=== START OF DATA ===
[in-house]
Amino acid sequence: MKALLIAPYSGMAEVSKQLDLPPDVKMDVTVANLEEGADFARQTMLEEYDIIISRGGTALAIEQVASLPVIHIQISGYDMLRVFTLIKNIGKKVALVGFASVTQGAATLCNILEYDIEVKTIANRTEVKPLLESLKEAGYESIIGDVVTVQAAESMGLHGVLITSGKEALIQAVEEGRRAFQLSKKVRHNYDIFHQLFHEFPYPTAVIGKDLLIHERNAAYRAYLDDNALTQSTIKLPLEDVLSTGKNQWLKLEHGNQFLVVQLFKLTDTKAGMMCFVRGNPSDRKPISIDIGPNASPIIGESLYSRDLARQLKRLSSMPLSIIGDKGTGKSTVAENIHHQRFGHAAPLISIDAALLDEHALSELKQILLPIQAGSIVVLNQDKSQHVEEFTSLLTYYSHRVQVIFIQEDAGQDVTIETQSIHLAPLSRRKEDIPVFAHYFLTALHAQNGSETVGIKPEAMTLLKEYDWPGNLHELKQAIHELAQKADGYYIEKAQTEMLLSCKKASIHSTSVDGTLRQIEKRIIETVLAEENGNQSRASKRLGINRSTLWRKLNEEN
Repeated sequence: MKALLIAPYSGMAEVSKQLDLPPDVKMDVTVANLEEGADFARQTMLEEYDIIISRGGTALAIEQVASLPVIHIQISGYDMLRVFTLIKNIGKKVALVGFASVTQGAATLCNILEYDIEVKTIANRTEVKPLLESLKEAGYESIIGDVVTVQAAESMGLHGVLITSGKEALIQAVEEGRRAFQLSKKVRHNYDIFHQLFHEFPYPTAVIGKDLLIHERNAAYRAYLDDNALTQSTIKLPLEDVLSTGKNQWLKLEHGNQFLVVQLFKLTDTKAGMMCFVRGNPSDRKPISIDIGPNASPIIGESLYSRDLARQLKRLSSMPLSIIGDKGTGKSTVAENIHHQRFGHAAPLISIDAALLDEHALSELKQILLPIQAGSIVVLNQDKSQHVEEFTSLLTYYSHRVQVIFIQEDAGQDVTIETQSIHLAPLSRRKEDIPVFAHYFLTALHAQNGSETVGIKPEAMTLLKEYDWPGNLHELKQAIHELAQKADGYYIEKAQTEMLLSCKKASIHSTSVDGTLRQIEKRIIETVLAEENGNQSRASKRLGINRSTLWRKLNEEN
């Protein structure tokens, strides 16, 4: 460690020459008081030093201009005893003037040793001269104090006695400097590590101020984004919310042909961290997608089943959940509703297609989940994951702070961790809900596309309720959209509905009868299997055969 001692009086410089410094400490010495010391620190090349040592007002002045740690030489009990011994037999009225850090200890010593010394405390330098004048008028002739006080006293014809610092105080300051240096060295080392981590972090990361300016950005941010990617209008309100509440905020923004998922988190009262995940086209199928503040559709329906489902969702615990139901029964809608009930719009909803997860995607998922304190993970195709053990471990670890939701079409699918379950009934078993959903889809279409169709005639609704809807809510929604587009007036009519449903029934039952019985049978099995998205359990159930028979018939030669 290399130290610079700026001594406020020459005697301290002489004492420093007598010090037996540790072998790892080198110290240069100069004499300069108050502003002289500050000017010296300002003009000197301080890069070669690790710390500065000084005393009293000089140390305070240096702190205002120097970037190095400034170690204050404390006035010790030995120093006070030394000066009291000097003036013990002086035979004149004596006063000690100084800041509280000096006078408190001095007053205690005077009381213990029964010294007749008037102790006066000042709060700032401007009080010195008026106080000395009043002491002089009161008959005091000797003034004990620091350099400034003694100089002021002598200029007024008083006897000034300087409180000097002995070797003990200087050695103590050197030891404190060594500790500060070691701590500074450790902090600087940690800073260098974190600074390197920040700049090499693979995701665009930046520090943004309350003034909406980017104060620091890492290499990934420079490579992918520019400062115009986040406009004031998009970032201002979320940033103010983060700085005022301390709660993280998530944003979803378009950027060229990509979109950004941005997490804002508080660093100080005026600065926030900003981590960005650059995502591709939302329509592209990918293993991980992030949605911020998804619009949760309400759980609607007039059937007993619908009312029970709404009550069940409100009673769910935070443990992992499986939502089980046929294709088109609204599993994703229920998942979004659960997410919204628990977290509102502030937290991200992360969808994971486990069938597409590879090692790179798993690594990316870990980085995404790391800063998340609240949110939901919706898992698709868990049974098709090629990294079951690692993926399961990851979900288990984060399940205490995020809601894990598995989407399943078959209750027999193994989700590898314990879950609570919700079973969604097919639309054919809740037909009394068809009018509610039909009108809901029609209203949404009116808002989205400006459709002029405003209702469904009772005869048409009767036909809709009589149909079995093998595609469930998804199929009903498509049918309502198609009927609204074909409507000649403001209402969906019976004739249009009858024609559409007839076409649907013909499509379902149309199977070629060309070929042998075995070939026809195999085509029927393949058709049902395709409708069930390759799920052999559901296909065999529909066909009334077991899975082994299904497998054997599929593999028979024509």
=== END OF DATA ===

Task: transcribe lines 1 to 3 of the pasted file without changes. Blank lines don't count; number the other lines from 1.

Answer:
[in-house]
Amino acid sequence: MKALLIAPYSGMAEVSKQLDLPPDVKMDVTVANLEEGADFARQTMLEEYDIIISRGGTALAIEQVASLPVIHIQISGYDMLRVFTLIKNIGKKVALVGFASVTQGAATLCNILEYDIEVKTIANRTEVKPLLESLKEAGYESIIGDVVTVQAAESMGLHGVLITSGKEALIQAVEEGRRAFQLSKKVRHNYDIFHQLFHEFPYPTAVIGKDLLIHERNAAYRAYLDDNALTQSTIKLPLEDVLSTGKNQWLKLEHGNQFLVVQLFKLTDTKAGMMCFVRGNPSDRKPISIDIGPNASPIIGESLYSRDLARQLKRLSSMPLSIIGDKGTGKSTVAENIHHQRFGHAAPLISIDAALLDEHALSELKQILLPIQAGSIVVLNQDKSQHVEEFTSLLTYYSHRVQVIFIQEDAGQDVTIETQSIHLAPLSRRKEDIPVFAHYFLTALHAQNGSETVGIKPEAMTLLKEYDWPGNLHELKQAIHELAQKADGYYIEKAQTEMLLSCKKASIHSTSVDGTLRQIEKRIIETVLAEENGNQSRASKRLGINRSTLWRKLNEEN
Repeated sequence: MKALLIAPYSGMAEVSKQLDLPPDVKMDVTVANLEEGADFARQTMLEEYDIIISRGGTALAIEQVASLPVIHIQISGYDMLRVFTLIKNIGKKVALVGFASVTQGAATLCNILEYDIEVKTIANRTEVKPLLESLKEAGYESIIGDVVTVQAAESMGLHGVLITSGKEALIQAVEEGRRAFQLSKKVRHNYDIFHQLFHEFPYPTAVIGKDLLIHERNAAYRAYLDDNALTQSTIKLPLEDVLSTGKNQWLKLEHGNQFLVVQLFKLTDTKAGMMCFVRGNPSDRKPISIDIGPNASPIIGESLYSRDLARQLKRLSSMPLSIIGDKGTGKSTVAENIHHQRFGHAAPLISIDAALLDEHALSELKQILLPIQAGSIVVLNQDKSQHVEEFTSLLTYYSHRVQVIFIQEDAGQDVTIETQSIHLAPLSRRKEDIPVFAHYFLTALHAQNGSETVGIKPEAMTLLKEYDWPGNLHELKQAIHELAQKADGYYIEKAQTEMLLSCKKASIHSTSVDGTLRQIEKRIIETVLAEENGNQSRASKRLGINRSTLWRKLNEEN